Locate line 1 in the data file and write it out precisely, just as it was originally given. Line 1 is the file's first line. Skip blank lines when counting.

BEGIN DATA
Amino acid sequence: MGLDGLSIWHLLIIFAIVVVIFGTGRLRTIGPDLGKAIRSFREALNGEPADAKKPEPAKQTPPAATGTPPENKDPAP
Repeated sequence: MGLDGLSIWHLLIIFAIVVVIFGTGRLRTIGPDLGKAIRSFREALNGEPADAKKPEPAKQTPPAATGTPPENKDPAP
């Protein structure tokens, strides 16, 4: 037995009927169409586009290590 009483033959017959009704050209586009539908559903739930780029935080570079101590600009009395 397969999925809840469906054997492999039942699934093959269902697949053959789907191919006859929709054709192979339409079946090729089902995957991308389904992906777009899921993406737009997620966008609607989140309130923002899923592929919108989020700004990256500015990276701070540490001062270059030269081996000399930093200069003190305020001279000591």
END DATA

Amino acid sequence: MGLDGLSIWHLLIIFAIVVVIFGTGRLRTIGPDLGKAIRSFREALNGEPADAKKPEPAKQTPPAATGTPPENKDPAP